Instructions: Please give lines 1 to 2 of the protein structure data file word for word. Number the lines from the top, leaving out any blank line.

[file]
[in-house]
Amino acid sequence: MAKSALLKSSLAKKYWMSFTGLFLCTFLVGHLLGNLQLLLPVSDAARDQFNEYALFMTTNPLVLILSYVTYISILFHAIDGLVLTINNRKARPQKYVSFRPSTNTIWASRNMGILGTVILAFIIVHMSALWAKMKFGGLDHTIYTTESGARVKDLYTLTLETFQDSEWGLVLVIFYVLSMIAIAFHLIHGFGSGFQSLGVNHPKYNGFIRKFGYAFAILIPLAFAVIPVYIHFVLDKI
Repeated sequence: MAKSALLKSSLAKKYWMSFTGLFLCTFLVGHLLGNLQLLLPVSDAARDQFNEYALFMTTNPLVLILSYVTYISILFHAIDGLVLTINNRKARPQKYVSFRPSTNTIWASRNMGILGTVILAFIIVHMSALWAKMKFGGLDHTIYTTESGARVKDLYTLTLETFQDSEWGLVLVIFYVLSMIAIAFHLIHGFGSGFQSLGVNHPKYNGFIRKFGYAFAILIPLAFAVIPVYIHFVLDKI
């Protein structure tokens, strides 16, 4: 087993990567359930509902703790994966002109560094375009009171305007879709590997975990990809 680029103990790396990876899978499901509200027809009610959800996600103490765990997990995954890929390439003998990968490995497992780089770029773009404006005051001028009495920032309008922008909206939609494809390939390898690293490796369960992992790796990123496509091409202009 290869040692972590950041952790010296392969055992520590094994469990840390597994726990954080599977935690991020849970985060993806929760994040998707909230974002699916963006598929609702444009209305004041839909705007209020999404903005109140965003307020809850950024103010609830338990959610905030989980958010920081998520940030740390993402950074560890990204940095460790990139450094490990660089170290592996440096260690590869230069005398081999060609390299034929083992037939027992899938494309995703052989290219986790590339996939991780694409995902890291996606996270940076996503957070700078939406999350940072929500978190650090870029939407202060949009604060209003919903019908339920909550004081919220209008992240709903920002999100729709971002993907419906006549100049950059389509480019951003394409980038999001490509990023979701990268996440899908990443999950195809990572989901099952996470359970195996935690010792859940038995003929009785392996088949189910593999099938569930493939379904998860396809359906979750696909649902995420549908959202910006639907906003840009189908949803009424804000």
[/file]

[in-house]
Amino acid sequence: MAKSALLKSSLAKKYWMSFTGLFLCTFLVGHLLGNLQLLLPVSDAARDQFNEYALFMTTNPLVLILSYVTYISILFHAIDGLVLTINNRKARPQKYVSFRPSTNTIWASRNMGILGTVILAFIIVHMSALWAKMKFGGLDHTIYTTESGARVKDLYTLTLETFQDSEWGLVLVIFYVLSMIAIAFHLIHGFGSGFQSLGVNHPKYNGFIRKFGYAFAILIPLAFAVIPVYIHFVLDKI